This ‘Snackable’ Headset Aims to Make VR More Approachable to the Public
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Lenovo Brings Standalone VR to Education

Standalone VR headsets are quickly becoming an important part of the modern VR landscape. Flagship products such as the Oculus Quest bring proper 6DoF VR, with cutting edge display and motion technology within reach of mainstream consumers. With the latest update bringing the ability to tether the Quest to a powerful PC, it seems that the standalone paradigm could be the future of VR. However, Lenovo have rightly realized that standalone VR systems could have a bright future in the education sector. Their latest educational standalone headset brings a slew of smart decisions to the table and could end up being a killer platform for eLearning.

All Hail Android

The first Lenovo Classroom headset was built on the Google Daydream platform. An Android-based solution linked to the Solo Mirage headset.n At the time it must have seemed like a good idea. However, Google has a long history of unceremoniously killing off projects as soon as it seems they aren’t going anywhere. With mobile VR dying quickly in favor of standalone systems. The effect of this is that Lenovo has to switch platforms and the obvious choice is still Android. They have customized the operating system with their ThinkReality software, but it’s a tried and tested system underneath.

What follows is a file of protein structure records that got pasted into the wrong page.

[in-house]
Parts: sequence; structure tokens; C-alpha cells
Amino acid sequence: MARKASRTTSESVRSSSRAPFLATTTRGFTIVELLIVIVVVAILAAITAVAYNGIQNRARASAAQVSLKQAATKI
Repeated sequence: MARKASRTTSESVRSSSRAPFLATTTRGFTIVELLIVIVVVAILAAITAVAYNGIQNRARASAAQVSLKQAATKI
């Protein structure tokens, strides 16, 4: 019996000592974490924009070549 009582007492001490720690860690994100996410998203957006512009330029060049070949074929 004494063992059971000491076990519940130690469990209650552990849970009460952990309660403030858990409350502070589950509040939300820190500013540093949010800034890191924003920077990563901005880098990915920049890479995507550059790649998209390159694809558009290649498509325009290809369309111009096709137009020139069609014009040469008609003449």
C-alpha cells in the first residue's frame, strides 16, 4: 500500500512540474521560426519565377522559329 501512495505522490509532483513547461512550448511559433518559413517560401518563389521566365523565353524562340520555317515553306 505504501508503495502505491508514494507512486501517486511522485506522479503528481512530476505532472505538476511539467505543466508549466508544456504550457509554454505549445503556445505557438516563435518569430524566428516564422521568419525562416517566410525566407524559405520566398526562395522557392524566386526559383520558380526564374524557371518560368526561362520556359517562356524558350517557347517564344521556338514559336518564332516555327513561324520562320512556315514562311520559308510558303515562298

The year 1990’s saw huge developments in the virtual reality technology with the rise of arcade games. The Virtuality Group was the cutting edge of virtual reality, and launched a wide variety of arcade games and machines that let the players immerse themselves into amazing 3D visual experiences.

Good Enough for Education?

In terms of specifications, the Classroom 2 is rather modest. We don’t know every detail about it, but one key fact about the headset is that it only offers three degrees of freedom. That’s the same type of head-tracking that we’ve seen commonly in phone-based VR. Which is sufficient for simple, limited-interaction VR or 360-degree video. Which would fall in line with an educational model that mainly uses demonstration. Unlike, for (example) the Quest, here you won’t find handheld motion controllers. There are no tracking cameras either. This is a basic VR platform. At the same time, the Classroom 2 is equipped with a Qualcomm 835 system on a chip. Which is nothing to sniff at! The other core specifications are also pretty decent from a consumer perspective and should therefore be more than enough for educational applications. Each eye gets a whopping 1920×2160 pixels. The panel runs at 75Hz and 64GB of storage onboard. This can be expanded with an SD card. Lenovo have wisely chosen USB-C for charging, although we have no idea whether tethering is possible or whether it will be.

Apart from a good panel resolution, the field of view is 110 degrees. Which is the standard among premium headsets. This is all powered by a 4200mAh battery, although what that means in terms of actual battery life isn’t yet clear.